Scattered throughout the book, five translucent envelopes. In each envelope, facsimiles -- "copies" doesn't do them justice -- of archival Poe materials. For instance:
  • In envelope #1, the "marriage bond" -- a certificate of payment -- for the marriage in 1806 of David Poe, Jr., to the widow of Charles D. Hopkins. (Little Edgar would come along three years later.)
  • In the second envelope, a four-page letter from Edgar to John Allan, dated 1831, tearing into his "father" for ensuring yet again that he'd fail at something (in this case, West Point). (Allan had sent him off to West Point with just enough money to enter, but despite Poe's pleading didn't provide enough to continue.) The letter ends, "From the time of this writing I shall neglect my studies and duties at the institution -- if I do not receive your answer in 10 days -- I will leave the point without -- for otherwise I should subject myself to dismission." Scrawled along one tiny side of the folded letter is a note from John Allan:
    I recd this on the 10th and did not from it [sic] conclusion deem it necessary to reply... I do not think the Boy has one good quality. He may do or act as he pleases, tho I wd. have saved him but on his own terms & conditions since I cannot believe a word he writes.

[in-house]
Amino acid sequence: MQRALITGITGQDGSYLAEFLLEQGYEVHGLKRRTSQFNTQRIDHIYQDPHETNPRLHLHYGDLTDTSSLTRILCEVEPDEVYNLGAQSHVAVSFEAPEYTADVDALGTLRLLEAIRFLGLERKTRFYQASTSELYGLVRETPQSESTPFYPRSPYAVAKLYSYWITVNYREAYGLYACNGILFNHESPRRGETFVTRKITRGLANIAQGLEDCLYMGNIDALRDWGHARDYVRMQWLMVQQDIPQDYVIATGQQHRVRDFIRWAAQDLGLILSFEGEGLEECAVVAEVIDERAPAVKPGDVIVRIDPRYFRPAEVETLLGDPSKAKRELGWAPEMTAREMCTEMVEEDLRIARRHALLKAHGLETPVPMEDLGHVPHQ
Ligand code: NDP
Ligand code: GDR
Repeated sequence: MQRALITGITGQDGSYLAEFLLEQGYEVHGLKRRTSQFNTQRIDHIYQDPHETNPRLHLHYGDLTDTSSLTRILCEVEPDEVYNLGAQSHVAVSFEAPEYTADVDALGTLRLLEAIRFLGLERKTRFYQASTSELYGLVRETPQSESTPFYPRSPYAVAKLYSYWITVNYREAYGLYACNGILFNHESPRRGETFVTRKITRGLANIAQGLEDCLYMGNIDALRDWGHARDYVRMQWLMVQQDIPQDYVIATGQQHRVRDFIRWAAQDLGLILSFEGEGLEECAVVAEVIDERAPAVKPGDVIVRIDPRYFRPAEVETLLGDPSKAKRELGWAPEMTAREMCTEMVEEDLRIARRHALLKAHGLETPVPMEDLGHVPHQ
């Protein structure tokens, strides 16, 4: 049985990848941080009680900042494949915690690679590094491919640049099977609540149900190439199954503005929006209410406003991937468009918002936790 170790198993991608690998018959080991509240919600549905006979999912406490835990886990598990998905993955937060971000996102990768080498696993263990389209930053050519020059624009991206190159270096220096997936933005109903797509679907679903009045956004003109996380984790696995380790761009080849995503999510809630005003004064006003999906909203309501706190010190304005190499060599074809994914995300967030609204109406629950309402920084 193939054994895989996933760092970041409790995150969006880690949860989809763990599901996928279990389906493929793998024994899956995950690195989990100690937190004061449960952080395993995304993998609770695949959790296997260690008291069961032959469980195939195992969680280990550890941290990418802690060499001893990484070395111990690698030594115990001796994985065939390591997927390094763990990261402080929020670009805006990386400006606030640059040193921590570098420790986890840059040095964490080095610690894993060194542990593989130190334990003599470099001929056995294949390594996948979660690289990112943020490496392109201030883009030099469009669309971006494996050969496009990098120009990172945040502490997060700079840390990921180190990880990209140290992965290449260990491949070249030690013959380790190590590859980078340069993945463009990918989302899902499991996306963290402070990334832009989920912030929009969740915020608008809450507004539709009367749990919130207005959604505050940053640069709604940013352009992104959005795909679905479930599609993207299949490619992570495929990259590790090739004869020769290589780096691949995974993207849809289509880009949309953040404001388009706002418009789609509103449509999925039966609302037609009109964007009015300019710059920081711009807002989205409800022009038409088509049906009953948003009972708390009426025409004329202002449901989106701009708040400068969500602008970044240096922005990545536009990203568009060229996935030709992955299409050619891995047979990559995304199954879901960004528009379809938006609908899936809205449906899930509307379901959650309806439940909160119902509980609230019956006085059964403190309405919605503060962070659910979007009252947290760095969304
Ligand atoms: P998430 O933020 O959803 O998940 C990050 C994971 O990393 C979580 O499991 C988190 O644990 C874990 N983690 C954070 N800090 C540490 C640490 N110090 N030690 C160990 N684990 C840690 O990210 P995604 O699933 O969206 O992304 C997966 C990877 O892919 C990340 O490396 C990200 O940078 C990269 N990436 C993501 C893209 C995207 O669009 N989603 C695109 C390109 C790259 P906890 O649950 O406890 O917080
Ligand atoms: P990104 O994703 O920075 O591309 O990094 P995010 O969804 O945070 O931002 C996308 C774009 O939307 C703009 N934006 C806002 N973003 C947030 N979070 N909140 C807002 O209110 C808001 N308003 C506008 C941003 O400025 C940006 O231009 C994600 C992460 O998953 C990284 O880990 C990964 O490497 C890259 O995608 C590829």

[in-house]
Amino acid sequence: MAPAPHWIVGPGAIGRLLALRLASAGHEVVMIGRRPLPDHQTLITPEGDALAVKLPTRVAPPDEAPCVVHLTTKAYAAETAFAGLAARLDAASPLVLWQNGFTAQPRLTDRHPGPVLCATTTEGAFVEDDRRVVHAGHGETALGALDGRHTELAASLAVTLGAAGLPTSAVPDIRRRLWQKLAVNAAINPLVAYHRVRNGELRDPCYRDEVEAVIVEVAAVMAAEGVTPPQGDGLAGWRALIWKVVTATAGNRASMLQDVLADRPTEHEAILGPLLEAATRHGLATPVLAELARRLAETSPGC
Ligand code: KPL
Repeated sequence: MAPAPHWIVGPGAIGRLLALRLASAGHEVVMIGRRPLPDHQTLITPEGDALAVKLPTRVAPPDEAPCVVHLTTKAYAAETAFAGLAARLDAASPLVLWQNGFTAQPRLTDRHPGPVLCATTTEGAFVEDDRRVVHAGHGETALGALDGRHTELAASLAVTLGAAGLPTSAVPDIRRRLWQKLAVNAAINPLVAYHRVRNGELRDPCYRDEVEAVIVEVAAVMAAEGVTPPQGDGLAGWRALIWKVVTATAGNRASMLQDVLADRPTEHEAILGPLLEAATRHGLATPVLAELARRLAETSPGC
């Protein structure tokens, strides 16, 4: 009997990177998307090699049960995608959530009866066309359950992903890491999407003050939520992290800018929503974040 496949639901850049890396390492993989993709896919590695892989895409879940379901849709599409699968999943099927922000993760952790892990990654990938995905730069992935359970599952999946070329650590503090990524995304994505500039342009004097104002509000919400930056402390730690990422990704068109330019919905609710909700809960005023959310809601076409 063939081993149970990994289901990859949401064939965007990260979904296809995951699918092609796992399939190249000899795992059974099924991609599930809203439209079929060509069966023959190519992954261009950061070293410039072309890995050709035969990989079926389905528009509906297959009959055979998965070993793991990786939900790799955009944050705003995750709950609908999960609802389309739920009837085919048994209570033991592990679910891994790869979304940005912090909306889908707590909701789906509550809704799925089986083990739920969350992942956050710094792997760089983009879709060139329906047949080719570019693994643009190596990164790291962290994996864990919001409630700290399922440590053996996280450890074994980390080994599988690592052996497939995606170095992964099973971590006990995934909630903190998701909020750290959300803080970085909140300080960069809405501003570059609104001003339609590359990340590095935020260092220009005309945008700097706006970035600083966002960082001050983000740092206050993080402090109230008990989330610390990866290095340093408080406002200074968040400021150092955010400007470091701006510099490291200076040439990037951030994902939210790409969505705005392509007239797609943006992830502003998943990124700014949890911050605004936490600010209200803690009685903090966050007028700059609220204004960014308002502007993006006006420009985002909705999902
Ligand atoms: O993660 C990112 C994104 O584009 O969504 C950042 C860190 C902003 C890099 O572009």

Poe did indeed leave "the point" shortly thereafter -- broken in spirit as well as in funds.
  • An entire page, folded, of the New York Daily Tribune from October 9, 1849. All of column 3 and most of 4 is taken up by an item which begins, "Edgar Allan Poe is dead. He died in Baltimore the day before yesterday. This announcement will startle many, but few will be grieved by it." This "scathing obituary," as the book's text refers to it, bears the pseudonymous byline LUDWIG; the author's real name: Rufus Griswold. (That's RG over at the right.)
The contents of these documents fascinate. And if all you care about is those contents, you can satisfy yourself with their transcriptions -- in what looks to be sub-8-point type in the back of the book. Yet it's not what they say, but their presentation, which really sets them apart.

The pages have ragged edges. Stains blot their surfaces. Folds and creases are worn, as though from many months' abrasion against pocket or purse. In spots, some of the documents even have holes in them, where the aged, brittle paper has simply fallen away. (Below, Poe's 1829 army enlistment. Note that at the time he was calling himself Edgar A. Perry. Click for a larger version.)